Oakland, Calif. — A combined task force of Oakland Police Department officers, FBI and U.S. marshals on March 9 chased respected Black community leader Jabari Shaw, causing a crash that injured Shaw’s four-year-old daughter and the driver. Shaw’s friend Mary Valencourt, who was driving, and little Anniyah each have multiple fractures in their legs and other serious injuries.
Police later claimed it was a case of mistaken identity. The task force of officers had originally approached the car in plain clothes with weapons drawn. The terrified driver, Valencourt, fearing for their lives, took off and the still unidentified officers pursued. When those in the fleeing car finally saw some red and blue police lights inside one of the cars, Valencourt tried to stop, but the car was pushed into a paratransit van.
The victims say the officers violently pulled them from the car, including Shaw’s young daughter, without regard to aggravating injuries caused by the crash. Officers put guns to the heads of both Shaw and Valencourt. Shaw has muscles torn in his chest and sprains in the rotator cuff in his shoulder. Shaw says he is still having a hard time breathing normally.
Police filed no charges against either Shaw or Valencourt. Despite this, Shaw points out the OPD continues to refer to him in news articles as “the suspect.”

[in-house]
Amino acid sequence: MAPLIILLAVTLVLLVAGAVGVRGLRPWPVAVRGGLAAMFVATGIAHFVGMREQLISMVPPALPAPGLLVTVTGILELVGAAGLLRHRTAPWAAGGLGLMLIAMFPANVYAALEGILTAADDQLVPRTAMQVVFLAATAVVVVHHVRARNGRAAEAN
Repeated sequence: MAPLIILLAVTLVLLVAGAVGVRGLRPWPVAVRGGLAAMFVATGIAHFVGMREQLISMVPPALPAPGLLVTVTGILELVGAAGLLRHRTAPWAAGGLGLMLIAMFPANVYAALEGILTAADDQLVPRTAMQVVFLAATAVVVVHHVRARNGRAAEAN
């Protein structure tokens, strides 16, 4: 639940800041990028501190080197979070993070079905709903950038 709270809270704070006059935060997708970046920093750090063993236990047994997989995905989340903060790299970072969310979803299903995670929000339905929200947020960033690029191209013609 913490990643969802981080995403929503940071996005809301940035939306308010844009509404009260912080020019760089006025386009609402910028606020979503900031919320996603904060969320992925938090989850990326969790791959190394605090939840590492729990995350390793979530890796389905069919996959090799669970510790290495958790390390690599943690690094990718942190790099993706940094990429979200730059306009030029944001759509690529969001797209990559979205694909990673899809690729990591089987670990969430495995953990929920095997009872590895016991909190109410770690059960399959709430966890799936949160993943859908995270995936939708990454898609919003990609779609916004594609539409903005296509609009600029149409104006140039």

According to a public statement on the matter by the Community Ready Corps, “Increased collaboration between OPD and federal agencies like the FBI and U.S. Marshals is part of the militarization of local law enforcement.”
Mayor Libby Schaaf is working hard to portray her aggressive policing strategies as “cracking down on crime” and “helping Oaklanders sleep better at night,” but this incident reveals what the “Black Lives Matter” movement has been saying all along: Police are dangerous and have no respect for Black lives. Not even the lives of Black children.
Jabari Shaw is a well-known leader in Oakland’s Black community and easily identifiable. The mistaken identity claim is almost laughable. He points out that he walks to the store a block away from his home every day and was sitting on his front porch for an hour before the three got in the car. He asks, why couldn’t they have approached him then? Why too, if they saw his daughter getting in the car with them, did they decide to approach with guns pointed?
Shaw was involved in the Justice for Oscar Grant movement, Occupy Oakland, Occupy for Prisoners and the Justice for Alan Blueford Coalition among other activities protesting police violence and defending education rights. A proud father, he almost always has his children with him as he works to support the community. He was a leader of the Black Student Union at Laney College and is now working on his bachelor’s degree at San Francisco State University. He is also known for performing rap and spoken word, having been featured in an MTV video called “Burn” about the Oscar Grant movement by Killer Mike.
For more information, see the video, “Servant of the People: The Community Work of Jabari Shaw,” by Earl Black with the date August 2012 (tinyurl.com/om5qvrf). A community fundraiser at Oakland’s Eastside Arts Alliance on Sunday, March 29 at 1 p.m., will raise support for the Shaw family and the other two victims of police violence to help with their mounting medical bills. See the Facebook page at tinyurl.com/nstsp98.
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